Supreme Court Justice Sonia Sotomayor, herself destined to be a historical figure as, among other things, the first Latina to serve on the High Court, wrote in her memoir, albeit in the context of researching her Puerto Rican heritage: “Every people has a past, but the dignity of a history comes when a community of scholars devotes itself to chronicling and studying that past.”[11] Women’s History Month, then, is that dignifying occasion, which annually chronicles the struggles and the achievements of the thousands of women on whose shoulders we stand so tall. And, if the research and the studies are to be believed, in studying women’s past and addressing the inequities they have historically faced lies the key to ensuring the future well-being of men, children, nation-states, and the world as we would want to know it.

So, beginning this March, and continuing every month after that, let us honor the special women in our lives and those who came before them—mothers, sisters, daughters, friends, mentors, colleagues, advocates, writers, activists, teachers,  crusaders, and leaders—and contemplate what lessons their stories and struggles hold to building a better future for all.

Rupa Singh is a business litigator and appellate lawyer who serves on the San Diego County Commission on the Status of Women. All views expressed herein are her own. Please visit to learn more about the women of San Diego County who have shaped our history and our future.

[1] Population Media Center: Acting for Change, Interview with Gloria Steinem (, accessed March 13, 2013)

[2] The Woman Stats Project (, accessed March 13, 2013); Matthew Stearmer & Chad Emmett, “The Great Divide: Revealing Differences in the Islamic World Regarding the Status of Women and its Impact on International Peace” (, accessed March 13, 2013).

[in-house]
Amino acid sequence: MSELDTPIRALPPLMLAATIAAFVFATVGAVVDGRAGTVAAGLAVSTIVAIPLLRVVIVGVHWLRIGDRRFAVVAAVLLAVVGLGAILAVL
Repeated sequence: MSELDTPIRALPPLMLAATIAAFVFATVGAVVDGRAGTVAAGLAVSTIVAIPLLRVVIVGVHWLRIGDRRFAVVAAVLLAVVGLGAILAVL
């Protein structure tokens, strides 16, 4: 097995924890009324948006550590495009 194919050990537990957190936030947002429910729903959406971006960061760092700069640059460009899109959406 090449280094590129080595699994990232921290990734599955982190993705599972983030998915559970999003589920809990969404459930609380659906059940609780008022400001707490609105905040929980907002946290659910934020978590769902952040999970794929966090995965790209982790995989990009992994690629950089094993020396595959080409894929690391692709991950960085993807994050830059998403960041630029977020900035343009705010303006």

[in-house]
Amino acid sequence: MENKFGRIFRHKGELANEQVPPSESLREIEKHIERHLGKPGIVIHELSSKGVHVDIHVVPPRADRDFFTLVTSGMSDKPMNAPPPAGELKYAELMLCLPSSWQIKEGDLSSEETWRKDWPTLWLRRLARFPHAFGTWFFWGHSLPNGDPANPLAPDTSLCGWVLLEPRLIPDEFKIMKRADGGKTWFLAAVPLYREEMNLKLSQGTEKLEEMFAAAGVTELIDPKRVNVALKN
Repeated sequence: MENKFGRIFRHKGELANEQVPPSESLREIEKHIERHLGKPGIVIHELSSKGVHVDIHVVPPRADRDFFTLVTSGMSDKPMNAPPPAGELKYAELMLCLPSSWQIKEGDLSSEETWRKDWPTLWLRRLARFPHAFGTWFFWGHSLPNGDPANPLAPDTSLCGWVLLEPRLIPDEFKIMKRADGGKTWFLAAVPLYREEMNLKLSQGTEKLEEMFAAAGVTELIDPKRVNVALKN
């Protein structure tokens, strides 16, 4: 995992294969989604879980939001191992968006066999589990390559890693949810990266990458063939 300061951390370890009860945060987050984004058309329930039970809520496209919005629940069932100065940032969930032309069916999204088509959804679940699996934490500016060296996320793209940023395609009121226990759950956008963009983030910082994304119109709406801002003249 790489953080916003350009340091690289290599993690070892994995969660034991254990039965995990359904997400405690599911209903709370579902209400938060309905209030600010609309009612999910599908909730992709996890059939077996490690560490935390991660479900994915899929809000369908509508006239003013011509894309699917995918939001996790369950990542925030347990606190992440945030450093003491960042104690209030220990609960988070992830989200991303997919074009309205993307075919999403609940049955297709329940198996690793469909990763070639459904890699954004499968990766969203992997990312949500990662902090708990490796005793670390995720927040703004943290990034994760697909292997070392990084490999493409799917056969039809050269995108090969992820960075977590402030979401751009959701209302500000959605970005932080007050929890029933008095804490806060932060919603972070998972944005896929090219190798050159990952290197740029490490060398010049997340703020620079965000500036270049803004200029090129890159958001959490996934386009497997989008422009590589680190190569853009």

[3] Ricardo Hausmann et al., The Global Gender Gap Report (, accessed March 13, 2013); see also Riane Eisler et al., Women, Men, and the Global Quality of Life (The Center for Partnership Studies, 1995).

[4] Kawachi et al., “Women’s Status and the Health of Women and Men: A View from the States,” Soc. Sci. Med. 48(1):21-32 (Jan. 1999); Koenen et al. “Women’s Status and Child Well-Being: A State-Level Analysis,” Soc. Sci. Med. 63(12):2999-3012 (Dec. 2006).

[5] United Nations, Platform of Action, Fourth World Conference on Women, Beijing, China, September 4-15, 1995 (New York: UN, 1996) ¶ 69; United Nations, The Beijing Declaration (New York: UN, 1996) ¶¶ 13, 14, and 17.

[6] Women in the World Foundation, Politics & Leadership (, accessed March 13, 2013).

[7] The Wall Street Journal, “Gender of Money” (, accessed March 13, 2013).

[8]United Nations, "About the Goals" (, accessed March 13, 2013).

[9] “From its Headquarters to its furthest field work, UN marks Women's Day” (, accessed March 13, 2013)

[10] The White House Blog (, accessed March 13, 2013).

[11] Sonia Sotomayor, My Beloved World at 149 (Alfred A. Knopf, New York 2013).

1 Comment

Kudos to Commissioner Singh

Thank you for an erudite and timely piece on the recognition of women and Women's History Month.